Runderwear saves my day during a 55 mile run on the Appalachian trail

Photo supplied by Inov-8

Photo supplied by Inov-8

The bears didn’t kill me but the chaffing almost did…

I recently returned from the Appalachian trail (AT) in America. Whilst over there I learned a valuable lesson. The purpose of this trip was to spend time on the trail training for my up and coming fastest known time (FKT) attempt. But not everything went to plan.

It’s just before 4am and I’m about to start a 55 mile trail run. Its dark and the fear of being eaten alive by a bear is real. Using the speaker of my iPhone I blast ACDC as loud as possible. My aim is to alert the flesh eating wild animals that my taste is music is good therefore I should be left alone.

Soon the sun rises which bring feelings of security, making me feel safe for now. So far I’ve covered just over 15 miles and climbed well over a 1000 meters. Until now all is good and I move forwards down the trail with relative ease. But as the temperature starts to rise reaching almost 30 degrees Celsius I start to encounter problems.

Im sweating as its super humid and start to feel the early signs of chaffing on the inside of my left leg. Carrying on I adjust my shorts now and then in an attempt to keep the dreaded chafe at bay. But as with any type of friction things go from worse to bad to pretty much impossible.

It’s the peak heat of the day, I can’t relax into my trail running because what started off as some mild chaffing has now turned into an angry red abrasion on the inside of my left leg. This is causing me great stress and pain.

I meet my crew at a road crossing. The crew is made up of my mother “Sharon” and Photographer “Brian Meltzer. Brian is here taking photos for Inov-8. The crew are aware of my problem and throughout the day at other meeting points have been trying to help me by supplying such things as plasters, anti chafe lube and so on but none of this is working. Brian offers some empathy with by saying “Chaffing can be worse than a sprained ankle” I completely agree.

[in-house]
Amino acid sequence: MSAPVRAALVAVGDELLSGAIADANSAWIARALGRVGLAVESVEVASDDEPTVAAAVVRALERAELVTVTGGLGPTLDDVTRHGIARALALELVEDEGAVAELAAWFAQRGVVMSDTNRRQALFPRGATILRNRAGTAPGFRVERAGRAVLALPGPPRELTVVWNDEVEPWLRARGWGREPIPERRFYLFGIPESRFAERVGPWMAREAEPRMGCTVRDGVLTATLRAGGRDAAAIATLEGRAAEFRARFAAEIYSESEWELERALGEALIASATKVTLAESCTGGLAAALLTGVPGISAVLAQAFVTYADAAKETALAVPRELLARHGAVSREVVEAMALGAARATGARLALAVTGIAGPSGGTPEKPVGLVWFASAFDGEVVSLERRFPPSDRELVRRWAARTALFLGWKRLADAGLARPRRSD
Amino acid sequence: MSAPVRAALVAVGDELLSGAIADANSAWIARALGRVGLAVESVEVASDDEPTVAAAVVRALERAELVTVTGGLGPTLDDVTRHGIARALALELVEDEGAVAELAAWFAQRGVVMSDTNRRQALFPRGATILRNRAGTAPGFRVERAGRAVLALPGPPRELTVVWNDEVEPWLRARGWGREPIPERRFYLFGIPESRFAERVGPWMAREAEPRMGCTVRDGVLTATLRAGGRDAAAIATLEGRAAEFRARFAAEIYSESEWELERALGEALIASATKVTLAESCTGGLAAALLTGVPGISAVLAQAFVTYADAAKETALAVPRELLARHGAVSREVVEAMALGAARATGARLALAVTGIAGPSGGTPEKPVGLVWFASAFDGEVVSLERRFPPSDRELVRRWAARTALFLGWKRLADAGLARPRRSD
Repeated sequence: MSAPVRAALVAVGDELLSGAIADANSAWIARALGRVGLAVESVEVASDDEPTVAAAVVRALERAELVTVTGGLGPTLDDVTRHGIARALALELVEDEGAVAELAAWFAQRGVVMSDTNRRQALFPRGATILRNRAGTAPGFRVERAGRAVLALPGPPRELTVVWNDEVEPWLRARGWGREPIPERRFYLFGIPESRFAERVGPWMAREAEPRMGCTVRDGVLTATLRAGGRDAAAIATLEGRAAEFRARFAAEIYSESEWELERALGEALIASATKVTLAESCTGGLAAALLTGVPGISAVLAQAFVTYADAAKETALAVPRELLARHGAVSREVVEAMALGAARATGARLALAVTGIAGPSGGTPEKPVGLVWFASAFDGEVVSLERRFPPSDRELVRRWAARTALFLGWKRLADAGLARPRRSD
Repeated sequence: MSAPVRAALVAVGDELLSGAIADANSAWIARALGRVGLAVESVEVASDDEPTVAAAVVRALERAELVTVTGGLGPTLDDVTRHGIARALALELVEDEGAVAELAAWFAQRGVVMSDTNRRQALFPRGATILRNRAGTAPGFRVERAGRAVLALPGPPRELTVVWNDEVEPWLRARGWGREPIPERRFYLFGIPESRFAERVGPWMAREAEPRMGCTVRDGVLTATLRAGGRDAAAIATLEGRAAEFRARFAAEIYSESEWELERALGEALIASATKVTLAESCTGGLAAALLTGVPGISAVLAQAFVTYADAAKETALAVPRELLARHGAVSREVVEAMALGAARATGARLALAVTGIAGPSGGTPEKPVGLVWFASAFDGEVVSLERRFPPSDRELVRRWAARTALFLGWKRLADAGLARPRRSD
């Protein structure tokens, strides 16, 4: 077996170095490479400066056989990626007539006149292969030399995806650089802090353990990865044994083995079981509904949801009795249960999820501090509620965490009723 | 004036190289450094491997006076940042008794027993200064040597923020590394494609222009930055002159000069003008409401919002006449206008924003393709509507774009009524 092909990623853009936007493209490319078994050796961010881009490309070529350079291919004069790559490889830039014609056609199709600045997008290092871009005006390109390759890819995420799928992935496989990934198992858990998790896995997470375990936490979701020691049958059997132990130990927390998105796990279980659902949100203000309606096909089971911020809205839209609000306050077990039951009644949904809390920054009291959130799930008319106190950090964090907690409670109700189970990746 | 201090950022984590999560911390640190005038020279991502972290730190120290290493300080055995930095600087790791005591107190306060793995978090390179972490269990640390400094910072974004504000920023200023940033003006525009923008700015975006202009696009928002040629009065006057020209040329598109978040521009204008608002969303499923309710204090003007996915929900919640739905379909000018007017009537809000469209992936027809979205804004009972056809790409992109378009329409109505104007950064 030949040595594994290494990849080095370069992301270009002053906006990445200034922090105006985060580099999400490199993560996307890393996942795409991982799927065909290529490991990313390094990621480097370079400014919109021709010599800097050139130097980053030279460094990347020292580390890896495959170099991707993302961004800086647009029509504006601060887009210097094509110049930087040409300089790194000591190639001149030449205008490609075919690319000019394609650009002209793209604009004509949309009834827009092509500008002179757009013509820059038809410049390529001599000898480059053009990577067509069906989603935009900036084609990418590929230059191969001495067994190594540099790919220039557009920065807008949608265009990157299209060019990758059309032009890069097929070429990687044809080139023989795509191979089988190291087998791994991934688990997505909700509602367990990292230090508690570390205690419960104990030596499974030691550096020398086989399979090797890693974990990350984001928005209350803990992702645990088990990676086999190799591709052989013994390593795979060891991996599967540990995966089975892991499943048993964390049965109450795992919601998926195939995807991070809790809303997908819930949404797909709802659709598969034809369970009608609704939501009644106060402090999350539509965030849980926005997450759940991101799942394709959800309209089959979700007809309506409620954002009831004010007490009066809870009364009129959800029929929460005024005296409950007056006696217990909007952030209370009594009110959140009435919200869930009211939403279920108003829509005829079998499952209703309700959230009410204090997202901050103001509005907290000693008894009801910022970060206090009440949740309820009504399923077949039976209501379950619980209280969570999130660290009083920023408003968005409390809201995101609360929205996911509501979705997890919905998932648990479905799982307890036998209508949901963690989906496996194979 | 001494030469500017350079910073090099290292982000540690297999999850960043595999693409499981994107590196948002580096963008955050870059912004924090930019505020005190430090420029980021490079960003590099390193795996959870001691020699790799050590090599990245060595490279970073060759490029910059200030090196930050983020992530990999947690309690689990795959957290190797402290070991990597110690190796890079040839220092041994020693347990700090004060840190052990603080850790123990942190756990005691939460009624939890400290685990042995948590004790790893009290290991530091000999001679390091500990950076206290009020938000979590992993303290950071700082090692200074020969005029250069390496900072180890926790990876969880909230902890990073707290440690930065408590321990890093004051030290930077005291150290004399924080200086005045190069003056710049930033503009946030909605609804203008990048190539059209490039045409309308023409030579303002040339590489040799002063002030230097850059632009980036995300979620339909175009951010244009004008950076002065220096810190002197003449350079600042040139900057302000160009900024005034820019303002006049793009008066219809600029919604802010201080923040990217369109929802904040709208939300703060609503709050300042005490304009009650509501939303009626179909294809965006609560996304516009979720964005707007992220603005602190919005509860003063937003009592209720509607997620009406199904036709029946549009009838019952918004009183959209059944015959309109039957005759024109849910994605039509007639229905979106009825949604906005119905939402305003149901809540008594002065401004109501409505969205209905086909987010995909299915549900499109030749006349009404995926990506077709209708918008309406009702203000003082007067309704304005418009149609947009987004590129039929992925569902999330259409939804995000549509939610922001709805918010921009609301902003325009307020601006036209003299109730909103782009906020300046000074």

Before I leave to continue for the final 17 miles I decide to change into a fresh pair of shorts. Whilst searching for shorts inside my kit bag I discover a pair of Runderwear which I had forgotten about. I put on the Runderwear. Setting off down the trail I say bye to my crew and tell them I will see them at mile 55.

I wait for the pain to begin as I run, 20 minutes pass by but the pain has not yet started, another 20 minutes pass still no pain. I run absolutely chafe free, just as if by magic the pain has completely gone. Any friction that was happening has been 100% stopped by the Runderwear.

Starting July 1st I will begin 2192 mile trail run. Heading North along the Appalachian trail I will cover 14 states and run up to 18hrs per day. Can anyone guess what underwear I will be wearing?

North Downs Way Ultra Training Run


Alarm goes off at 4:30am, I get out from the cosy insides of my tent (I’ve been sleeping outside for almost 2 weeks). I’m preparing myself for the Appalachian Trail by simulating the sleeping conditions, whilst out in America on the trail I will sleep in a tent every night for 40 nights.